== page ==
Written by Erin Nust
Art by Sebastian Palomino

Car crash on Marrakesh Expressway kills two women and a three-year-old boy.

According to the Moroccan police report, a fatal accident took place on A3 highway between Morocco and Casablanca. Thirty-year-old Adilah Harrack lost total control of her car, resulting in a crash. Minutes later, Mrs. Abregel collided with her burning car, taking her life and that of her three-year-old son. Harrack was under no influence of alcohol or any other substance and the authorities reported, “the car collision was the result of unknown circumstances. The post mortem examination and reports showed that no alcohol was consumed from either part of the crash. We can only assume that Mrs.Harrack lost control of her vehicle and Mrs. Abregel collided with the flaming car, resulting in the tragic loss of her and her son’s life.”


The road unfolded in front of her smoothly, like a Persian carpet. She soon got bored of the ride, though. Short greenery and fields of brown, barren fields popped up on either side of the highway. It was quiet and lonely. The car radio had been broken for two weeks now; she never thought to fix it for her big exodus.

Her mind was a mess of jumbled thoughts that she somehow managed to cram in one corner of her mind. There was no turning back now and she wouldn’t manage to lose her focus. Her hands looked stable on the steering wheel. The tight grab gave her a sense of control (oh, you lost control a long time ago, love) which made her stabilize the screaming voice in her that cried for help. Eight years ago, she couldn’t even imagine that running away from the things she created—the things she had wholeheartedly believed were her destiny—would generate a sense of freedom.

Imane should be bed by now, Adilah could still listen to her biological “mother’s clock” (really does it still work? Do you even deserve to have one of these just break it and set yourself free?) flooding her with information for her ten-year-old only child.

And it was right.


Imane was indeed in her poorly lit bedroom, curled up on her bed, her dark brows on her forehead violently smashing each other, shadowing her wet cheeks. She could hear the distant sounds of the TV in the living room; dad should have slept on the couch again.

She didn’t know why her mother would do such a nasty thing to her and her father. Although the beautifully written letter announcing her way out of the family came as a shock to her, the knowledge was always there. The signs were staring at her young soul, but she didn’t have any way to deal with it.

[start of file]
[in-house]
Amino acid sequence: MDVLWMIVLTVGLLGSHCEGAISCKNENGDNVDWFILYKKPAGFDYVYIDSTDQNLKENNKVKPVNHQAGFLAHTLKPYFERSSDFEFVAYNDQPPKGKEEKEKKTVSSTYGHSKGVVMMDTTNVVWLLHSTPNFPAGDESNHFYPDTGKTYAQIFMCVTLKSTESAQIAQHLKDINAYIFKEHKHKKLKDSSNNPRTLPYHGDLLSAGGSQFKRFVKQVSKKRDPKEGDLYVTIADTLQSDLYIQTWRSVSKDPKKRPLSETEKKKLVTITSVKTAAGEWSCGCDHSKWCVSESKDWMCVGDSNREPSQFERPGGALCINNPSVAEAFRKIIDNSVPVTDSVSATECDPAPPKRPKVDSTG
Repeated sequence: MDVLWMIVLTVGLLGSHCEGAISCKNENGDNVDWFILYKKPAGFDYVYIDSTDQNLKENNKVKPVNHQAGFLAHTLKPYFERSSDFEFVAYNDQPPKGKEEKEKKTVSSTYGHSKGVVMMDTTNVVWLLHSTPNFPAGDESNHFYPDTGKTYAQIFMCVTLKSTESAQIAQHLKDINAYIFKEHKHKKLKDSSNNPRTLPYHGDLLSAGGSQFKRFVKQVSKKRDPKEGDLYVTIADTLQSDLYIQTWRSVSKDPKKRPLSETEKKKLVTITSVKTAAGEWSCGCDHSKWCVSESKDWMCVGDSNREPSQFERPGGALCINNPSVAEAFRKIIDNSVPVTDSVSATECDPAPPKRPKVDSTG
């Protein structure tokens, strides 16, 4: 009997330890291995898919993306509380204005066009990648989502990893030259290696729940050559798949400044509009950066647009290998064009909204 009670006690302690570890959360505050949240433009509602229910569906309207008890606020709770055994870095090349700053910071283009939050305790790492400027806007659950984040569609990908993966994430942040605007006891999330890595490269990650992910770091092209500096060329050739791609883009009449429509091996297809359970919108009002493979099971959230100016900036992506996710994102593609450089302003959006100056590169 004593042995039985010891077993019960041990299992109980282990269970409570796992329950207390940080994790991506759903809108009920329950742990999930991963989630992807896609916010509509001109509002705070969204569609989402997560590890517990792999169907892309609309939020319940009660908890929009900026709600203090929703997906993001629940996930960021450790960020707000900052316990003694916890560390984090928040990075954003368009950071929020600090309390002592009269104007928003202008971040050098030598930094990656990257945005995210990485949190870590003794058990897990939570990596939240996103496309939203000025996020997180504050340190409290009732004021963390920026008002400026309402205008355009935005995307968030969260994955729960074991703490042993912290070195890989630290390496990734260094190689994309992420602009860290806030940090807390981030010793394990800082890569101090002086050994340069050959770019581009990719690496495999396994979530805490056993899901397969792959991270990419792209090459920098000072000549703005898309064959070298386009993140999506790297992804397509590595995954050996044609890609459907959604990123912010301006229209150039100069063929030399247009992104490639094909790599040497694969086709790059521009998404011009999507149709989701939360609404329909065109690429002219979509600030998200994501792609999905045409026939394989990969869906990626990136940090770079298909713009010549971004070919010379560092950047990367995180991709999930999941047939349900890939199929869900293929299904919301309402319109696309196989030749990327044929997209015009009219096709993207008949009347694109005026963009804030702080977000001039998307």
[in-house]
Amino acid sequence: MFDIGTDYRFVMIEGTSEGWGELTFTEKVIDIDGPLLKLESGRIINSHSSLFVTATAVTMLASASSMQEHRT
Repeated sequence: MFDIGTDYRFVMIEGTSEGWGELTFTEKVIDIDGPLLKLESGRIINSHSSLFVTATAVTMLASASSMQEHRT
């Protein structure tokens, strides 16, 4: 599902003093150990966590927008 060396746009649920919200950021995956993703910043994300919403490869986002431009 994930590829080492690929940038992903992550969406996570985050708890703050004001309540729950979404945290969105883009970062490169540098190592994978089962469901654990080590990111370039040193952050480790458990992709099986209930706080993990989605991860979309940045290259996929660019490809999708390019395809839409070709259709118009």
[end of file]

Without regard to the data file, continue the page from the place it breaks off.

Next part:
The spite was boiling in her now. Everyone gets what they deserve, the dark but now pleasant (oh so pleasant) voice kept teaching her in her weird dreams, where Imane did bad, bad and violent things to people with the help of her shadow that looked nothing like her.

Imane never in her life had a wish so strong. Not even when she begged her parents to adopt a puppy, or a kitten, or a turtle, or to make a sister for her to lay alongside. No, her wish was impregnable to any objections this time. And it was feeding from her relentless spite.

She knew she could give her mother what she deserved; she could bear the Sword of Justice and make her pay for her crimes. She had done it before, listening to the voice. Then, she could have access to the shadow of her dreams. Imane could feel a strange tingling in her forehead. Her fingertips were numb and sore. The darkness was chaotic behind her closed eyes. The shadow was there and waited for her orders.


She managed to keep herself calm and driving. No turning back now, no turning back. She was the one in control. A slight movement in her car mirror caught her attention for a second. Adilah’s irises moved eagerly as if she was in danger. There were other parts of her body that told her so as well: her heart hammered in her chest, drops of sweat caressed the side of her face and her steady hands were now shaky.

She was right to be anxious. In the back seat, she carried a passenger that had no license to be there. With her boggled eyes, she witnessed a smoky existence slowly taking form into reality, creating itself from nothing. The car sank in a stench of blood, tears, sweat, and wet earth.

Time passed slower in her car than the world outside. The creature had fully transformed into substance and it wore the face of a tired woman with ash skin and long dark hair. Her eyes were not human; they looked more like they belonged to the body of a fish. In her hands, she held a sharp African machete. With a swift move, it ended up in her throat.

The world disappeared—her human, fragile control turned into dust and the car hit the cemented sides of the highway. She fell on the wheel, her blood choking up, the opening in her throat exhumed all life from her. She gave up on her last breath as the car was consumed by the fire. When it accepted one more hit from a speedy vehicle that—unluckily—bumped forcefully on her burning car, Adilah was no more and the fake dream of control had died with her.